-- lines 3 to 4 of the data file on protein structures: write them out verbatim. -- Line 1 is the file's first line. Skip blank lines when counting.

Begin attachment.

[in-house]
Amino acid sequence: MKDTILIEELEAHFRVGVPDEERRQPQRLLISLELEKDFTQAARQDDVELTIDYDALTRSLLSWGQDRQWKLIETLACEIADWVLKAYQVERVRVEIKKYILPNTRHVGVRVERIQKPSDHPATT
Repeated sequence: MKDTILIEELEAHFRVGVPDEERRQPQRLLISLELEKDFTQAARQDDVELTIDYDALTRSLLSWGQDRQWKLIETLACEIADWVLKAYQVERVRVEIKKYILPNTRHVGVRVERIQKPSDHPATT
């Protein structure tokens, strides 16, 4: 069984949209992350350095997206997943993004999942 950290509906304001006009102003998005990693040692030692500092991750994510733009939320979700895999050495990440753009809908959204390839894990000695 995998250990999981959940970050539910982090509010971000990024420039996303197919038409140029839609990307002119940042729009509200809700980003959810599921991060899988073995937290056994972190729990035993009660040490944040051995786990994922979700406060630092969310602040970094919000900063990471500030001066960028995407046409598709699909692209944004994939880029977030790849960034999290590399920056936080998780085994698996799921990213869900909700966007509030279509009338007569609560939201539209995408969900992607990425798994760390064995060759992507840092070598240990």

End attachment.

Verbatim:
Repeated sequence: MKDTILIEELEAHFRVGVPDEERRQPQRLLISLELEKDFTQAARQDDVELTIDYDALTRSLLSWGQDRQWKLIETLACEIADWVLKAYQVERVRVEIKKYILPNTRHVGVRVERIQKPSDHPATT
């Protein structure tokens, strides 16, 4: 069984949209992350350095997206997943993004999942 950290509906304001006009102003998005990693040692030692500092991750994510733009939320979700895999050495990440753009809908959204390839894990000695 995998250990999981959940970050539910982090509010971000990024420039996303197919038409140029839609990307002119940042729009509200809700980003959810599921991060899988073995937290056994972190729990035993009660040490944040051995786990994922979700406060630092969310602040970094919000900063990471500030001066960028995407046409598709699909692209944004994939880029977030790849960034999290590399920056936080998780085994698996799921990213869900909700966007509030279509009338007569609560939201539209995408969900992607990425798994760390064995060759992507840092070598240990």